Consider this question: What do you really, really want?
The question isn’t about what you want. It’s about what you really, really want. Think about it.
When talking with early career professionals, the topic of college often arises. Did they really choose to go to college, or did they go to college because it was “time to go to college”? Choosing to go to college entails seriously entertaining options that are not college. It’s different from choosing which colleges to apply to or which one to attend.
Expectations Vs. Choices
Most of us who went to college didn’t choose to go. We were too young to make such a deep choice for ourselves at the time. We went because that is what people like us did.
Over the course of our lives and careers, there are and will be more choices. How do we more intentionally — willfully — “choose” rather than just going through the motions of “choosing”?
We must be willing to get rid of the life we’ve planned, so as to have the life that is waiting for us. ~ Joseph Campbell
Psychologist Abraham Maslow is best known for his hierarchy of human needs, of which he defined six levels. The first three levels include the need for some degree of security and acceptance from others and the other world. It’s reasonable to say we want security and safety and social acceptance. However, these three levels do not represent our deeper, authentic wants and potential. When we only exist at the level of “should,” “have to,” and “must,” we are living at the imperative of outer demands and expectations.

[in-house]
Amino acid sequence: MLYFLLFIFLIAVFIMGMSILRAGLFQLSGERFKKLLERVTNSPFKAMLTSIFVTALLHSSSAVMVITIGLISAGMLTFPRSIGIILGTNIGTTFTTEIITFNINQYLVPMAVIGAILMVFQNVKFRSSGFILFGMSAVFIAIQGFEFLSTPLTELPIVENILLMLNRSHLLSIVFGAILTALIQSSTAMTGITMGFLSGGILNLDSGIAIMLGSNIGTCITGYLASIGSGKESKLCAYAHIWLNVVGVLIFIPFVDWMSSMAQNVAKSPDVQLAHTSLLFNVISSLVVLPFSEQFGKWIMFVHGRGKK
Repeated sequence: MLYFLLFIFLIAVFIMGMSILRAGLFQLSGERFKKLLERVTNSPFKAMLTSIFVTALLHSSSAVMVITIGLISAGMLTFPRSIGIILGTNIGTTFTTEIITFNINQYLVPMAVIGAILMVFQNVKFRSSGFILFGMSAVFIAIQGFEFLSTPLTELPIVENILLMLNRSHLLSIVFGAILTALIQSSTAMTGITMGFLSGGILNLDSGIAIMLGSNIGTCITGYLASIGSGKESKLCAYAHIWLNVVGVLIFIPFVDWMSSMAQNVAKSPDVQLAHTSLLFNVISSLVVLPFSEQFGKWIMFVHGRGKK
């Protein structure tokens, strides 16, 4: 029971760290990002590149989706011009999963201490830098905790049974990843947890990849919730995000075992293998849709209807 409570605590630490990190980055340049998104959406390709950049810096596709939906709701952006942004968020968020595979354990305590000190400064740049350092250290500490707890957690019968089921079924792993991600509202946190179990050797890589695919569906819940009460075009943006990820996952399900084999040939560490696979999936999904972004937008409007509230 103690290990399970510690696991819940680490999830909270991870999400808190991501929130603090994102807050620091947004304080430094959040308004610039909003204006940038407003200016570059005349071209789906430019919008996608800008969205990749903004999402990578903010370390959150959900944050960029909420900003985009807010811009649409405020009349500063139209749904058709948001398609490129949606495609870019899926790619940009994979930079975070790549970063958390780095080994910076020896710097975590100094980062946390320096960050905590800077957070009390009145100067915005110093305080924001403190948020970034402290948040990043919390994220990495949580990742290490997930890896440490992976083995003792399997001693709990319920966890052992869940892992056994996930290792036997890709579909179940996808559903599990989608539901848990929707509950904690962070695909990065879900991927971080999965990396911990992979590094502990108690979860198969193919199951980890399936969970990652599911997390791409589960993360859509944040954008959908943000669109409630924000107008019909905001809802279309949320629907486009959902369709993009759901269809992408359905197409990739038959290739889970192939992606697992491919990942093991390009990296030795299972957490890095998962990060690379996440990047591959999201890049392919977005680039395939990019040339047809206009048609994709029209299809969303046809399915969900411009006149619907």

Authenticity: Aligning Our Actions with Our Values
Authenticity has many meanings. Here are two:
- The condition in which what’s outside matches what’s inside. Does what you do (outside) match your values (inside)?
- Being genuine and unique. Is what you are choosing in your life faithful to your unique talents and desires?
As we develop in in life, we desire to express ourselves authentically. In Maslow’s hierarchy, we want to self-actualize and self-transcend. The language there is that of “choose to,” “love to,” and “called to.” Rather than being acted upon (imperative), we act upon our lives and the world around us (indicative).
Consider a scenario in which we may choose between two paths.
Path A and Path B
Path A comes with greater security and social acceptance. For many, going to college was Path A. It’s hard to argue with going to college. Your parents and peers are not going to challenge that decision. Path A feels comfortable. It’s what people expect of you, and you don’t want to disappoint them.
Path B feels riskier because there are fewer people on it. You are called to figure it out on your own. The only guidance is a little voice inside you that beckons you towards what you really, really want.
Here’s an example. An undergraduate business student expressed a desire to become an investment banker. But did he want to go into investment banking? His heart didn’t seem completely into that path. A mentor asked him to imagine there were no external expectations on him. In that case, what would he really, really want to do?
His answer: Open a restaurant. That is Path B.
Authenticity is a Choice. What’s Yours?
Consider your future: What is Path A and what is Path B?
What do you really really want?